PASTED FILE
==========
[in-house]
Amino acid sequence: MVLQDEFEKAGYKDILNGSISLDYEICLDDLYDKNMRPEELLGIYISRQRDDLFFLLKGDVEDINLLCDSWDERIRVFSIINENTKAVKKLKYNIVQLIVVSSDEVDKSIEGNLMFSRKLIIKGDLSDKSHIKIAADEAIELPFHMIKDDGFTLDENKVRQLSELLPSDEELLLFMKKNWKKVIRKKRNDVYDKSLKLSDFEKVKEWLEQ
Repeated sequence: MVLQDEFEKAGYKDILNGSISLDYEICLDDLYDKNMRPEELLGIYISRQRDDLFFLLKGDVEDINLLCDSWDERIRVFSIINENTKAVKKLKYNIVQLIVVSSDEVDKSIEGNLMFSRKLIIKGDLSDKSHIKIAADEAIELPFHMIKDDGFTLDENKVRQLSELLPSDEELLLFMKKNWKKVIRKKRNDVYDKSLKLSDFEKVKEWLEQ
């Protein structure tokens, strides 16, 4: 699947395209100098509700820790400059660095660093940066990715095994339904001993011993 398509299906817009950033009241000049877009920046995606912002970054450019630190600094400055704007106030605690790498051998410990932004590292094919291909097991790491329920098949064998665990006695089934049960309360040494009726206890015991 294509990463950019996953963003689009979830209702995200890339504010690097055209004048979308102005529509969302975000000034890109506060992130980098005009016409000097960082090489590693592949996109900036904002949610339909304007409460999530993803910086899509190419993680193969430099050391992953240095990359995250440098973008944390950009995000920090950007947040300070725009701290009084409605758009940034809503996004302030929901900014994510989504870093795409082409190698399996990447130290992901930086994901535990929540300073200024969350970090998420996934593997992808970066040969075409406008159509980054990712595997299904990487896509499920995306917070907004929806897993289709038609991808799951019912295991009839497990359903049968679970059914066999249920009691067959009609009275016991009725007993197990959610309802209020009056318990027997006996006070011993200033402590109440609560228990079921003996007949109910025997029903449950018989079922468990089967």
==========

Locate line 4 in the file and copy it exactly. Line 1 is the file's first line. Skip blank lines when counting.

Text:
């Protein structure tokens, strides 16, 4: 699947395209100098509700820790400059660095660093940066990715095994339904001993011993 398509299906817009950033009241000049877009920046995606912002970054450019630190600094400055704007106030605690790498051998410990932004590292094919291909097991790491329920098949064998665990006695089934049960309360040494009726206890015991 294509990463950019996953963003689009979830209702995200890339504010690097055209004048979308102005529509969302975000000034890109506060992130980098005009016409000097960082090489590693592949996109900036904002949610339909304007409460999530993803910086899509190419993680193969430099050391992953240095990359995250440098973008944390950009995000920090950007947040300070725009701290009084409605758009940034809503996004302030929901900014994510989504870093795409082409190698399996990447130290992901930086994901535990929540300073200024969350970090998420996934593997992808970066040969075409406008159509980054990712595997299904990487896509499920995306917070907004929806897993289709038609991808799951019912295991009839497990359903049968679970059914066999249920009691067959009609009275016991009725007993197990959610309802209020009056318990027997006996006070011993200033402590109440609560228990079921003996007949109910025997029903449950018989079922468990089967």